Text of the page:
Lenders require you to disclose your loan purpose to provide them with the information they need to make a comprehensive assessment of whether the loan can be deemed suitable for you, and thus meet the obligations of responsible lending.

That said, it's unlikely you'll be required to disclose all of the nitty-gritty details of your medical expenses. Consider checking the product's lending criteria, or reaching out to the lender directly for information specific to your personal circumstances.

What features should you consider when choosing a medical personal loan?

There are many different features to consider when choosing a personal loan, and what might be suitable for one borrower may not be suitable for the next. So, it pays to do your research.

If you’re shopping around for a personal loan to cover your medical costs, consider the following features before you make a decision:

Secured vs unsecured

A secured personal loan is a loan that’s secured by an asset, such a car, which is used as collateral for the money borrowed. Car loans are the most common type of secured loans as the car itself can be used as security on the loan. Medical loans, however, are more likely to be unsecured. Although, it is still possible to get a secured medical loan if you have an asset to put up as collateral, such as your house.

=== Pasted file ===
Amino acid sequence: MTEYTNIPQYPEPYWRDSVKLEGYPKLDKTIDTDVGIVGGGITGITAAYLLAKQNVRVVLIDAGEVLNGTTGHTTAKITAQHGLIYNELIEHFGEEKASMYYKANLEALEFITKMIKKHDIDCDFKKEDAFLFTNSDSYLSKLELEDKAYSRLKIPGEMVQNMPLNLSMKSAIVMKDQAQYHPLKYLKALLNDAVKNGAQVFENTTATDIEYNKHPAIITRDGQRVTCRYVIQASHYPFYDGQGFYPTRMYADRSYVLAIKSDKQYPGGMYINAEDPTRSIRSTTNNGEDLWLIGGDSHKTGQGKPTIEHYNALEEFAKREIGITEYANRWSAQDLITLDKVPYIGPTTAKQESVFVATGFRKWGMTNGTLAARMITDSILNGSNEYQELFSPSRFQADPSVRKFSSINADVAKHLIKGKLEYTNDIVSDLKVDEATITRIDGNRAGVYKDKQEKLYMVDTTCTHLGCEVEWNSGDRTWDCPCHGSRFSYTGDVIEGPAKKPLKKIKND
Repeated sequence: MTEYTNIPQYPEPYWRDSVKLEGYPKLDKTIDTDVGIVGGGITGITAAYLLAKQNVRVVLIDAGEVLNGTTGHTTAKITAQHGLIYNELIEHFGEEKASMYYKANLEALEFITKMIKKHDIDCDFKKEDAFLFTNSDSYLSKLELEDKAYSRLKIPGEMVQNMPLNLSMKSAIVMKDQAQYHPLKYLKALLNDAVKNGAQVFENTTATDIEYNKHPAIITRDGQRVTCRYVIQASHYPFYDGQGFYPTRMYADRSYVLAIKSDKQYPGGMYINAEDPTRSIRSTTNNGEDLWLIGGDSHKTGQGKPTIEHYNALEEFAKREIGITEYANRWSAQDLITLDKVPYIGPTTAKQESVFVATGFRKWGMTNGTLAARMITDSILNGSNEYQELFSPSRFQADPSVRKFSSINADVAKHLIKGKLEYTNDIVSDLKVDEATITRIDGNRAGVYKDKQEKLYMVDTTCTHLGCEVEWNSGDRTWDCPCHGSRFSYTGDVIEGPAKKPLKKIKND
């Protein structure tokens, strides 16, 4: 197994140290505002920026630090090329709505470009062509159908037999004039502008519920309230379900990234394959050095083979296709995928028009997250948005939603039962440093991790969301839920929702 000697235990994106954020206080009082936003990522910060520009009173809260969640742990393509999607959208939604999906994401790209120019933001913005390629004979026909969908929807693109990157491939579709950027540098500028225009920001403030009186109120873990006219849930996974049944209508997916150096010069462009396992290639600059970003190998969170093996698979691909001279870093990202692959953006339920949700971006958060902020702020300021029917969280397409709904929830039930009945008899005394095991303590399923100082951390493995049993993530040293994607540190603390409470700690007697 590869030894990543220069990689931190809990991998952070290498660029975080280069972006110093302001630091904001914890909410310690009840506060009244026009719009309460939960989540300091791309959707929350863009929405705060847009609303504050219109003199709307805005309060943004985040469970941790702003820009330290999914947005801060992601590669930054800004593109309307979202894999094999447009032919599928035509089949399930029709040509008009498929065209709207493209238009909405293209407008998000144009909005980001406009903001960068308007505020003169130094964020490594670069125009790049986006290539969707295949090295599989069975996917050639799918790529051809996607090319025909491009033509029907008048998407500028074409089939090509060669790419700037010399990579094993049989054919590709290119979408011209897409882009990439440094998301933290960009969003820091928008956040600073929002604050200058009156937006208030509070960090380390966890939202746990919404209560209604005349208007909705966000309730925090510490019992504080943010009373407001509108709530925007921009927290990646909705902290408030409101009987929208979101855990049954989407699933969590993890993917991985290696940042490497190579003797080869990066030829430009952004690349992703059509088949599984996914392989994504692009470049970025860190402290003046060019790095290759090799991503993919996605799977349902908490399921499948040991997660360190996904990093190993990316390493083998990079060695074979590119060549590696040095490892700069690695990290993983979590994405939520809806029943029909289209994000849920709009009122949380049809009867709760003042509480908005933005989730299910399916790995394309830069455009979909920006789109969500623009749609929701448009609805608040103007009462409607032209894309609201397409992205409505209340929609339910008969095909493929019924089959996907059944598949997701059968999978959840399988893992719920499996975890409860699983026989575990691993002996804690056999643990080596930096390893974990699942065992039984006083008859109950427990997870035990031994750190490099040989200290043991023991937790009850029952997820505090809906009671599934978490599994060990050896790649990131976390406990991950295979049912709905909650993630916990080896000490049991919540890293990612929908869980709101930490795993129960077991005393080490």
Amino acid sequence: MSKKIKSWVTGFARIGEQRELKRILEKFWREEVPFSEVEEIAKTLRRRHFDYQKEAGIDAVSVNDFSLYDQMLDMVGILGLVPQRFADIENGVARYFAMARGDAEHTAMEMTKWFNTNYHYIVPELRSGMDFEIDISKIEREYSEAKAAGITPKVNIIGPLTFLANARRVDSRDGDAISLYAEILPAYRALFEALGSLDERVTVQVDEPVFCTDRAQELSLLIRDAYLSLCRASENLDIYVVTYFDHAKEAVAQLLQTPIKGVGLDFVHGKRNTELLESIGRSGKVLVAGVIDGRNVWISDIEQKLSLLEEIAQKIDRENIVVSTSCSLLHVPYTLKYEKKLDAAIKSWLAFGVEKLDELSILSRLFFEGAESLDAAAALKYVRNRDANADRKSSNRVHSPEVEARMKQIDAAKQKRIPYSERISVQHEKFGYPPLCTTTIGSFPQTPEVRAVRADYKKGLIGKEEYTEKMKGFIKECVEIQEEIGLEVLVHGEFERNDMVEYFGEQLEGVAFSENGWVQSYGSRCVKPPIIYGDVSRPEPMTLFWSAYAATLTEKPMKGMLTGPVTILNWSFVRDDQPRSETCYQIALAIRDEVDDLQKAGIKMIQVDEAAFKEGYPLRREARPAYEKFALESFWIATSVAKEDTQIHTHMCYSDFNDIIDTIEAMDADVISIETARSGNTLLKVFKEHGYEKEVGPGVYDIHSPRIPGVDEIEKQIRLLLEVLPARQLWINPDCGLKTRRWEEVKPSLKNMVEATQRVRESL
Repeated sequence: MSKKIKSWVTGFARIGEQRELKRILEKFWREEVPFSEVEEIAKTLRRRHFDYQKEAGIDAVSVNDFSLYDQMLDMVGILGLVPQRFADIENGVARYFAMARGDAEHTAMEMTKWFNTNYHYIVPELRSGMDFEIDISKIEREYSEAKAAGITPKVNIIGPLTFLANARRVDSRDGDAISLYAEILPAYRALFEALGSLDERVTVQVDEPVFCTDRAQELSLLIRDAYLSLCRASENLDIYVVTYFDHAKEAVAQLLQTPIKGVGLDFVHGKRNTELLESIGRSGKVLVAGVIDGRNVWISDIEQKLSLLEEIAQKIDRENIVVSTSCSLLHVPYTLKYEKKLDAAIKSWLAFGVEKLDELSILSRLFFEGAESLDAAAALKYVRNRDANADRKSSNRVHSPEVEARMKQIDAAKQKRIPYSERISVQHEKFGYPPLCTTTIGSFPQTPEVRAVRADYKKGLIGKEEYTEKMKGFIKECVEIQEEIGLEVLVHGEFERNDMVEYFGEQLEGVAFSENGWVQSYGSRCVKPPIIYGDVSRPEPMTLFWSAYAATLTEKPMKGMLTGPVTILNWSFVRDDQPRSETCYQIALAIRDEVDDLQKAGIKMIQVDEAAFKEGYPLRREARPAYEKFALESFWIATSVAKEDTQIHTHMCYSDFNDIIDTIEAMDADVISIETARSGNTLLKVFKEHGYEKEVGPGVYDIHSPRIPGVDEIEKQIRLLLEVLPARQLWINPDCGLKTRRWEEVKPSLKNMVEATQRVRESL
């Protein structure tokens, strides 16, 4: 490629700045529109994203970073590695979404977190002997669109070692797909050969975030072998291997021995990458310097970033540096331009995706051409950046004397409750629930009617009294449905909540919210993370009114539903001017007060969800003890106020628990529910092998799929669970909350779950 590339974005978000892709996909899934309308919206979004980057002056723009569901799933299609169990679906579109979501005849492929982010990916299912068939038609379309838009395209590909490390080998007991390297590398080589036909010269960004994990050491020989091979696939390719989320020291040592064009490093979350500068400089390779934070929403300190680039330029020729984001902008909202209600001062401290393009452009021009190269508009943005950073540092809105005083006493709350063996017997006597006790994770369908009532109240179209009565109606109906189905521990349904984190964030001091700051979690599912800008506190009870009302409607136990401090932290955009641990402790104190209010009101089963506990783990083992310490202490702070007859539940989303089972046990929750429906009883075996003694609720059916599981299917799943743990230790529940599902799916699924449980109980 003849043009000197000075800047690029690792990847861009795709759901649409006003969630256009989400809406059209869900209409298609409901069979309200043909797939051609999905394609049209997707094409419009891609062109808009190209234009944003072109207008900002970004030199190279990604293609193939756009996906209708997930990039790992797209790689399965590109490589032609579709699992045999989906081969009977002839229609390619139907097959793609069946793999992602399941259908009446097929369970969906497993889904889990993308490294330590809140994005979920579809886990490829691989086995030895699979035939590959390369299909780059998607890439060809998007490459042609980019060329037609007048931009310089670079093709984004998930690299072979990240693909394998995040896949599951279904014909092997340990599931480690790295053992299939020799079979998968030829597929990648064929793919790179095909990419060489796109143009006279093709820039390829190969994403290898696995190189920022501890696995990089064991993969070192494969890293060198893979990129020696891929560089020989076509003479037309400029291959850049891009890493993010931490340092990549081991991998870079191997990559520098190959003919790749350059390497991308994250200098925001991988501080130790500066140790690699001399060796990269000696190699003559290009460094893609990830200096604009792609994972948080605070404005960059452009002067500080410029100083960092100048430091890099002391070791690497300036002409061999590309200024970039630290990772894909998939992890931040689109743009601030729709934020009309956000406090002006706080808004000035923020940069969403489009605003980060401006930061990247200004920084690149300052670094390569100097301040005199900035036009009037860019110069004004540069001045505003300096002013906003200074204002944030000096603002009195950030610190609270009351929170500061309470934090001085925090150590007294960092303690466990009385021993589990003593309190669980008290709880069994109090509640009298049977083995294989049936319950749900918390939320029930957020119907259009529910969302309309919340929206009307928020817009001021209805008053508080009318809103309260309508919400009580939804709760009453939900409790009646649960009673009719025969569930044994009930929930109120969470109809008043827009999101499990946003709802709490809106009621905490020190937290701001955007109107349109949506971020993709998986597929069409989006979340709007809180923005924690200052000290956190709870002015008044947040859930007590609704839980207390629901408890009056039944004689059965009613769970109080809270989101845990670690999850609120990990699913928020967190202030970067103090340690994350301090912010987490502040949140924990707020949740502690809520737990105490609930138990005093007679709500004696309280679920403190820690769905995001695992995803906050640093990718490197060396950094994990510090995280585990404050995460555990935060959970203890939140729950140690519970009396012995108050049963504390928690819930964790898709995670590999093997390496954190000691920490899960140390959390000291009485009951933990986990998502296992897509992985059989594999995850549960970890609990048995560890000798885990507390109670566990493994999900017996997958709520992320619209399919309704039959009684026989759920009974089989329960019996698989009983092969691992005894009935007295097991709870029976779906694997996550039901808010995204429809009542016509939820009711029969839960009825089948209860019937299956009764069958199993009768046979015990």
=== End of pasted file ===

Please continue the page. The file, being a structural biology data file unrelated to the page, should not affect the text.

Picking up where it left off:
Unsecured personal loans tend to have higher interest rates than secured personal loans, as they pose a higher risk to the lender. But while secured loans might offer you a lower interest rate, you are at risk of losing your asset if you fail to repay the loan.

Interest rate

The lender may offer you a higher or lower interest rate depending on how much you want to borrow and the strength of your credit history. For example, borrowers with good credit ratings will generally be offered more competitive interest rates than borrowers with bad credit scores. You may also want to compare whether a fixed or variable interest rate would better suit your needs.

Comparison rate